Smoking pot may be good for your mental health - InfoNews

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Smoking pot may be good for your mental health

Dr. Zach Walsh, an associate professor of psychology at UBC Okanagan, will speak on the mental health benefits of legalized cannabis next week at Okanagan College in Vernon.
Image Credit: SUBMITTED/UBC Okanagan
November 07, 2018 - 6:30 PM

KELOWNA - Legalization of cannabis may not solve the opioid crisis or end traffic deaths, but a UBC Okanagan associate psychology professor is suggesting it may help.

Zach Walsh will speak about the public health impacts of cannabis legalization in Vernon at Okanagan College next week.

Walsh noted the varying levels of legalization in different U.S. states has provided some great research on the issue.

“I think cannabis does have the potential to substitute for, primarily opioids and alcohol,” he told iNFOnews.ca. “What we’re seeing in those states that have looser or tighter cannabis regulations is that there is some reductions in traffic fatalities they attribute to reduced alcohol use.”

Cannabis does trigger some of the same mental pathways as opioids and, with high concentrations, users can still get a high that, while not be the same as other drugs, may reduce or replace the use of some drugs or alcohol. Some people, for example, are using high concentrations of cannabis to help kick crack cocaine addictions.

“If we look at cannabis entirely in isolation and we just look at the harms and think about cannabis as if it’s being stacked on top of other drugs, then it doesn’t offer much,” Walsh said. “But if it’s instead of things that are more dangerous, I think that opens up a whole world of possibilities in terms of public health benefits. I’m not saying that’s the last word. It’s something we have to look at.”

But looking at the impacts of cannabis is not a simple matter.

The standard way for drugs to be tested is through the use of Randomized Controlled Trials that are double blind studies where some subjects are given the drug being tested while others are given a placebo.

The trails are very expensive so usually are only done by large pharmaceutical companies testing single molecule drugs that are not available anywhere else.

Cannabis presents totally different challenges.

For one thing, it’s readily available so many test subjects have already used it. For another thing, the effects are immediately noticeable so a placebo is not an option.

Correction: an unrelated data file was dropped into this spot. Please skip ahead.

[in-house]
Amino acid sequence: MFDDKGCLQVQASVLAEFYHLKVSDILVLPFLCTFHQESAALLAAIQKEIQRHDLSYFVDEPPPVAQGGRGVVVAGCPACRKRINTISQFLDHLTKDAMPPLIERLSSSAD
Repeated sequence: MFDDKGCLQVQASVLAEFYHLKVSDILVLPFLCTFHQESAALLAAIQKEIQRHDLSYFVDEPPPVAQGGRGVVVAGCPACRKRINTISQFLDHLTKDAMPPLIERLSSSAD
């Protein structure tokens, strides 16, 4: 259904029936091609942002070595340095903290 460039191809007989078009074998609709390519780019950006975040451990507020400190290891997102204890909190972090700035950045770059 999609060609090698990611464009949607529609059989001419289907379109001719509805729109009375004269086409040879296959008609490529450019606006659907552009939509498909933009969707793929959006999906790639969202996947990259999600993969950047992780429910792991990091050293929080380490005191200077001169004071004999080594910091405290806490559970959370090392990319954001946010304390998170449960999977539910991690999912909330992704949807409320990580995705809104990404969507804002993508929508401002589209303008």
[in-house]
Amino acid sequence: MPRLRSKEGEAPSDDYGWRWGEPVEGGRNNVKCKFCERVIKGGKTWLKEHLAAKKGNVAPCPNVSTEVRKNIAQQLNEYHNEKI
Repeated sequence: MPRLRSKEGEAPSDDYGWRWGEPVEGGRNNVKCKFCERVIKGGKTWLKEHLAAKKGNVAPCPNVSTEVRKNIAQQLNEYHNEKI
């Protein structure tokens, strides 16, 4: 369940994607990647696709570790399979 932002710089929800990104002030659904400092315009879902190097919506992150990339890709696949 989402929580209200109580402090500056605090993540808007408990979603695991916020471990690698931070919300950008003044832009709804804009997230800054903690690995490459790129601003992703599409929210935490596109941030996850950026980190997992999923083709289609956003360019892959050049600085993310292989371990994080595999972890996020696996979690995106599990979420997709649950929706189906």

And, finally, Walsh noted, if it seems to be effective for the test subject, they can just go out and buy some, rather than rely on what’s provided by the researcher.

Still, he is involved in a study of cannabis on Post Traumatic Stress Disorder by using vaporizers that minimizes throat irritation but still gives the immediate sensation.

If society is going to rely exclusively on Randomized Controlled Trials, that is just giving the pharmaceutical industry “a monopoly on knowledge production,” Walsh said.

He noted that, in most studies of anti-depressant medications, the subjects can easily tell the difference between the placebo and the medication similar to cannabis.

“I think a more helpful approach is to talk with patients and find out what we do know about the risks and benefits and then respect their decisions to improve their well-being if they see fit,” he said.

Research out of the United States also shows that legalization of cannabis has had little impact on the consumption patterns of young adults but there seems to be some increase in older generations. And the stated intent to keep it out of the hands of children seems to be bearing fruit.

As for the positive impact on mental health?

“The benefit is, there are millions of Canadians now who have long been entirely law abiding citizens except for the fact they didn’t feel compelled to follow what they saw was an unenforced and senseless law," Walsh said. “So a bunch of people whose only crime was smoking pot are now law abiding citizens. I think that’s a good thing for our society."

Walsh’s presentation is in the lecture theatre of Okanagan College’s Vernon campus on Tuesday, Nov. 13, at 7:30 p.m.

Admission is $10. Participants can register in advance online here or pay at the door.


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